PARADIGM SHIFT| An Overdue Kurdish State

HISTORY is giving the Kurds a chance to establish an independent Kurdistan for their children and grandchildren, and no country has any legal or moral right to deny this to the Kurds. Abraham Lincoln said: “Self government is better than good government.” If the Kurds stand fast and united, they will be the winner. Masoud Barzani, president of the Kurdistan Regional Government (KRG), has announced that the “yes” votes won. On September 27, 2017, many Kurds gathered in public squares in Erbil, the capital of the Kurdistan region in Iraq, to celebrate the preliminary results of the referendum on Kurdish independence. More than 93 percent of the people voted “yes” for Kurdistan. Kurds comprise about 20 percent of the Iraqi population, and 25 to 35 million of the more than 40 million Kurds in the world live in the mountainous region sprawling into Iraq, Iran, Syria, Armenia, and Turkey. They are the only majority minority in the world—and the fourth largest–without their own permanent nation state. Kurds are mostly Sunni and speak an Indo European language close to Farsi. Iraqi Kurds have enjoyed significant autonomy since Father Bush implemented a no- fly zone over northern Iraq in post Desert Storm in 1991, having their own army, security forces, banks, airport, flags, more than 35 countries has representatives economy, and laws. The Peshmerga, Iraqi Kurdistan’s standing force, is a de facto US ally, fighting ISIS with US air cover after the Iraqi army collapsed, failed in its mission, and ran away from ISIS when ISIS subsequently took over Mosul in 2014.

A Kurdish state is long overdue. The Kurdish people have no representatives anywhere even though there are 40 million Kurds. For example, if we look at Qatar, Bahrain, the United Arab Emirates, Yemen, and East Timor, these countries are very small in area and sparsely populated, Kurds yet though larger in number and territory, the Kurds have no state. Kurdistan is a land of Kurds, none created it, and God did. If Turks, Arabs, Persians denying it, that doesn’t mean it does not exist. Land of Kurds “Kurdistan” remains God’s country. Kurds only want their own Kurdish land. The collapse of the Soviet Union in 1990 led to the creation of fifteen states. Yugoslavia split in the same period, leading to the creation of more than seven states. Furthermore, Iraq does not exist as a state anymore since it is a failed state and cannot protect itself. There is growing political movement among Sunni Arabs, feeling marginalized today’s Iraq and inspired by Kurdistan independence referendum to hold their own similar vote to create federal state with Kurdistan. Iraq’s Sunni Arab population feels marginalized, starting with the end of Saddam’s regime. The Sunni boycotted the Iraq’s political process in 2005. They returned to political process in 2009, but they faced sectarian problem with Shiite authority and led to demonstration in Sunni Areas, which the government stopped with the use of force

It is ludicrous even to speak of the integrity of Iraq. That is why it is incredibly wrong for the West and the United States to tell the Kurds that the time is not right for having a referendum for independence. These who think Kurdish freedom is bad for the region, is there any part of the world where freedom is bad? All humans should respect values such as freedom and equality and help others to enjoy them. The Frenchman Jean Paul Sartre said, “We are all murderers because France is committing mass murder in Algeria.” Now the intellectuals of those countries mentioned above are silent about the Kurdish suffering, therefore, making them all murders. The people who speak about the integrity of Iraq are defending ideas of authoritarianism, racism, sectarianism, and bigotry, and all countries, although perhaps not individuals, in the Middle East are sectarian, racist, and authoritarian, not democratic. The Kurdistan Regional Government cares about the people of the region; for example, when the Shiites in the Iraqi central government were persecuting the Sunnis causing them to flee north and seek refuge, the KRG gave them safe haven. The Kurds also should remind the West about the mass murders in 1988, when no one spoke for the Kurds during the Anfal. When a group of German lawyers confronted Hitler, according to Mein Kampft, his response was,” “Here I stand with my bayonet, there you stand with your laws. We’ll see which prevails.” This is the situation Kurdistan faces right now.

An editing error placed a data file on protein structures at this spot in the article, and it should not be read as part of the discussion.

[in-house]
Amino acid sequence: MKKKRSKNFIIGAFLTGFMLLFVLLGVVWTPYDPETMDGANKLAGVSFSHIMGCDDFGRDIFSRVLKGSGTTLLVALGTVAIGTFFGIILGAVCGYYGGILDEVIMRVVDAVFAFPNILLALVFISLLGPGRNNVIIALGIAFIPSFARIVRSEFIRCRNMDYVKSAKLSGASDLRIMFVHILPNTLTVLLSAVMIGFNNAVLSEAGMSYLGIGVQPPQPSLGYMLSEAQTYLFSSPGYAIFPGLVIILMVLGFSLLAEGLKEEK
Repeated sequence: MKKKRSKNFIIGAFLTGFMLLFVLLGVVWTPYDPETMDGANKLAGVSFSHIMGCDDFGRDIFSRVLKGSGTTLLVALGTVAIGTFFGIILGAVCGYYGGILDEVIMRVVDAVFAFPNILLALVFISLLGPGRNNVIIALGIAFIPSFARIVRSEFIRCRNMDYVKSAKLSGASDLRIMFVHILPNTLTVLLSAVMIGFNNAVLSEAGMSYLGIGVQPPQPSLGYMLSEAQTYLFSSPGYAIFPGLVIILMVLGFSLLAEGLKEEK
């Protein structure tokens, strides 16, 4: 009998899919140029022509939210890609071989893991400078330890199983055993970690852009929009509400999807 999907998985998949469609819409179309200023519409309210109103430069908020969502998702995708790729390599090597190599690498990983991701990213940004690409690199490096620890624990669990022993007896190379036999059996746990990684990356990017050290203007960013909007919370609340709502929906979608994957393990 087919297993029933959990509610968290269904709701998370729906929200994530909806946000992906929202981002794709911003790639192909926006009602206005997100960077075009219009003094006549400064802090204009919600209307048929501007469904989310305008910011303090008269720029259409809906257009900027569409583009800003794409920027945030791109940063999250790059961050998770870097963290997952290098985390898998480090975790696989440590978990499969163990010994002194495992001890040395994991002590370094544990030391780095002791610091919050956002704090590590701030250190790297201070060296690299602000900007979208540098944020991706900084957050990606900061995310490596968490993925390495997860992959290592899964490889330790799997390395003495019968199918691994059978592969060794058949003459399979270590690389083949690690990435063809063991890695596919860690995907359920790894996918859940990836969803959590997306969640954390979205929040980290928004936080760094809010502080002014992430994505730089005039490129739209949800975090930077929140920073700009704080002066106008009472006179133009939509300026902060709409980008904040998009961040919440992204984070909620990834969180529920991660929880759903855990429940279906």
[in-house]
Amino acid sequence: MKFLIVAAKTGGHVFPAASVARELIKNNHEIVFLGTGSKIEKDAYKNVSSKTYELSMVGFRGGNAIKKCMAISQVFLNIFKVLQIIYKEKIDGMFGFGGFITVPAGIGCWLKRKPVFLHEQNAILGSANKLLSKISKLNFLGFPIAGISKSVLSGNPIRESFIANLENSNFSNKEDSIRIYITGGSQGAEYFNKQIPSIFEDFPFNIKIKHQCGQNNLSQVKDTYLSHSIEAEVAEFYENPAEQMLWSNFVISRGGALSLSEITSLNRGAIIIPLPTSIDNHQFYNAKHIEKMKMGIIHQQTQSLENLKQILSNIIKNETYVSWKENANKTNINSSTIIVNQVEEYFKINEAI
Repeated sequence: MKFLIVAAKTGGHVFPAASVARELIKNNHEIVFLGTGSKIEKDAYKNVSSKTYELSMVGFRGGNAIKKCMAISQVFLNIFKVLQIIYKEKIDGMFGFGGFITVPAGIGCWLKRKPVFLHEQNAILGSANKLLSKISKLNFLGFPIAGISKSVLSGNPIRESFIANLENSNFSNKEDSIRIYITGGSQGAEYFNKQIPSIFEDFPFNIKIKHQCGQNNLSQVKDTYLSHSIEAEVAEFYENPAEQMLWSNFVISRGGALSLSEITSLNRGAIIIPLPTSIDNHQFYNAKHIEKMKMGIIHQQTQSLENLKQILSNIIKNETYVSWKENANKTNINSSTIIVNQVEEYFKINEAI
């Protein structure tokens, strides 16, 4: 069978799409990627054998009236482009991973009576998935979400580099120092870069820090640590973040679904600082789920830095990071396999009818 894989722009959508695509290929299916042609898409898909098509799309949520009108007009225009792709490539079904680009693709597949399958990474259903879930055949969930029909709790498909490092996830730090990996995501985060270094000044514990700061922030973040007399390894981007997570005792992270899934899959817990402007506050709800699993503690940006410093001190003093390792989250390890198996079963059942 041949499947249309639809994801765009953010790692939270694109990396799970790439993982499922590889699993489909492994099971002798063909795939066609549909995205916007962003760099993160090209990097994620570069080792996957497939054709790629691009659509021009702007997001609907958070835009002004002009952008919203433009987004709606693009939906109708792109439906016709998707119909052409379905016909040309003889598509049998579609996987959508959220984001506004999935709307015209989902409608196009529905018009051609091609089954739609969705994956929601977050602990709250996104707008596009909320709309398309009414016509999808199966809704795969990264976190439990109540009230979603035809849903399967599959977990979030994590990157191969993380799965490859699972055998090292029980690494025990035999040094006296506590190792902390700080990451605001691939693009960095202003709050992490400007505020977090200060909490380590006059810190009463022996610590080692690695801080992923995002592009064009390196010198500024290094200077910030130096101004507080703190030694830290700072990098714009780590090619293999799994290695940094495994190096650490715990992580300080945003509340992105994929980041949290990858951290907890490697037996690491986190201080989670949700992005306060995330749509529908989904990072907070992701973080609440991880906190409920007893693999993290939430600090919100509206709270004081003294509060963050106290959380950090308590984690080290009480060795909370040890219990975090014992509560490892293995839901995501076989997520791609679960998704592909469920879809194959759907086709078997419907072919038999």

Turkish President Erdogan keeps threatening the Kurds, “Our military is at the border, and we could arrive suddenly one night and take over Erbil.” Erdogan stressed Turkish power, “Let’s see how the Kurds will send their oil or where they will sell it. We have the tap. The moment we close the tap, then its done.” The Iraqi government voted for Prime Minister Haider al-Abadir to use all means necessary even sending tanks to the Kurdish region. Iran is also holding military exercises across the border from Kurdistan threatening the Kurds with its military and accusing the Kurds of being another Israel. Iran, Turkey, Syria, and Iraq argue that Israel and the Jewish people are responsible for the Kurdish referendum, and they do not want to have another Jewish state in their neighborhood. Their proof is that they saw one Israeli flag at a Kurdish celebration, and this is the purported proof of the conspiracy circulating on Turkish Media today.

We are living in a multi-polar world system. If Turkey does not want to sell or buy the KRG oil, then the KRG will find a client like Russia. Russia has invested over 4 million dollars in the Kurdistan Region energy sector, overtaking the United States as the largest investor and becoming a regional broker at the expense of the US. Putin has a massive interest in oil and gas ventures in Erbil. The Russian government will be funding the construction of the gas pipeline; in addition, the Russian company Rosneft is going to be the biggest player in this region and, as the main party hat, will build Kurdistan’s energy infrastructure. Because the Russian government has an energy agreement with Turkey, Russia will build the gas pipeline in Kurdistan and will export gas abroad via Turkey.Righty Kurds refused to be pawns this time. There will never be peace in the Middle East without the Kurdish people having their own state. The Kurds are part of the Middle East. The problem remains that the Kurds do not have any genuine friends and are always being betrayed by their fair weather friends. The Kurds wanted a greater say in the region. Understandably, they want to achieve what they consider an overdue Kurdish nation state that will stand side by side with Iran, Turkey, Syria, and Iraq, not a semi-autonomous region that lives at the mercy of the Turks, Iranians, and Arabs.